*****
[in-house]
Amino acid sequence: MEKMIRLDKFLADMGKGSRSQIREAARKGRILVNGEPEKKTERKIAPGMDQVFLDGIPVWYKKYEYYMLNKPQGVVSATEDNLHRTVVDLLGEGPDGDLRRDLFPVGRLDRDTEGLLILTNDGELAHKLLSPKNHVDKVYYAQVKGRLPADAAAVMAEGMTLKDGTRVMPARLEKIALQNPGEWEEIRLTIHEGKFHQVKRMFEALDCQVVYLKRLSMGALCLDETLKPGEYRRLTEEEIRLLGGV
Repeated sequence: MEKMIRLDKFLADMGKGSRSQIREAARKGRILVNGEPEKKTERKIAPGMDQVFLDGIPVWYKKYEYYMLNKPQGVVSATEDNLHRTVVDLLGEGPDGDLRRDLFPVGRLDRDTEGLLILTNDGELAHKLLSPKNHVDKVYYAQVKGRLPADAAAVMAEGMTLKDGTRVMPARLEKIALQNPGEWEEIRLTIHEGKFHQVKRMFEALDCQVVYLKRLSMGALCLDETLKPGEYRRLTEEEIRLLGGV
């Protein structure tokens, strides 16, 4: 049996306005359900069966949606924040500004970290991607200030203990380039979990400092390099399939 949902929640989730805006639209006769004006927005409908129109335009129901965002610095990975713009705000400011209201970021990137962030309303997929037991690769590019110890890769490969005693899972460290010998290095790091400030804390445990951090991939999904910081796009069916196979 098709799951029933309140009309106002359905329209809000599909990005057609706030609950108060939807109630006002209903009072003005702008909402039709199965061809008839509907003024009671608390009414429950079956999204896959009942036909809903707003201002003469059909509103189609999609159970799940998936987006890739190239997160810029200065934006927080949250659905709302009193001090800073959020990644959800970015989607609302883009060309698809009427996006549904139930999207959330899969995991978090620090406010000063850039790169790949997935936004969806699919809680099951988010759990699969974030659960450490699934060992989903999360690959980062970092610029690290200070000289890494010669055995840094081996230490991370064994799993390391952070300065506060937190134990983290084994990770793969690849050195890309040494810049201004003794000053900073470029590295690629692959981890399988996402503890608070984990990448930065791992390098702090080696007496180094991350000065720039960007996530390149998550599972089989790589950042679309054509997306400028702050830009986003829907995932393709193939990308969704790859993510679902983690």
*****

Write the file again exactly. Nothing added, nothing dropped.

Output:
[in-house]
Amino acid sequence: MEKMIRLDKFLADMGKGSRSQIREAARKGRILVNGEPEKKTERKIAPGMDQVFLDGIPVWYKKYEYYMLNKPQGVVSATEDNLHRTVVDLLGEGPDGDLRRDLFPVGRLDRDTEGLLILTNDGELAHKLLSPKNHVDKVYYAQVKGRLPADAAAVMAEGMTLKDGTRVMPARLEKIALQNPGEWEEIRLTIHEGKFHQVKRMFEALDCQVVYLKRLSMGALCLDETLKPGEYRRLTEEEIRLLGGV
Repeated sequence: MEKMIRLDKFLADMGKGSRSQIREAARKGRILVNGEPEKKTERKIAPGMDQVFLDGIPVWYKKYEYYMLNKPQGVVSATEDNLHRTVVDLLGEGPDGDLRRDLFPVGRLDRDTEGLLILTNDGELAHKLLSPKNHVDKVYYAQVKGRLPADAAAVMAEGMTLKDGTRVMPARLEKIALQNPGEWEEIRLTIHEGKFHQVKRMFEALDCQVVYLKRLSMGALCLDETLKPGEYRRLTEEEIRLLGGV
């Protein structure tokens, strides 16, 4: 049996306005359900069966949606924040500004970290991607200030203990380039979990400092390099399939 949902929640989730805006639209006769004006927005409908129109335009129901965002610095990975713009705000400011209201970021990137962030309303997929037991690769590019110890890769490969005693899972460290010998290095790091400030804390445990951090991939999904910081796009069916196979 098709799951029933309140009309106002359905329209809000599909990005057609706030609950108060939807109630006002209903009072003005702008909402039709199965061809008839509907003024009671608390009414429950079956999204896959009942036909809903707003201002003469059909509103189609999609159970799940998936987006890739190239997160810029200065934006927080949250659905709302009193001090800073959020990644959800970015989607609302883009060309698809009427996006549904139930999207959330899969995991978090620090406010000063850039790169790949997935936004969806699919809680099951988010759990699969974030659960450490699934060992989903999360690959980062970092610029690290200070000289890494010669055995840094081996230490991370064994799993390391952070300065506060937190134990983290084994990770793969690849050195890309040494810049201004003794000053900073470029590295690629692959981890399988996402503890608070984990990448930065791992390098702090080696007496180094991350000065720039960007996530390149998550599972089989790589950042679309054509997306400028702050830009986003829907995932393709193939990308969704790859993510679902983690």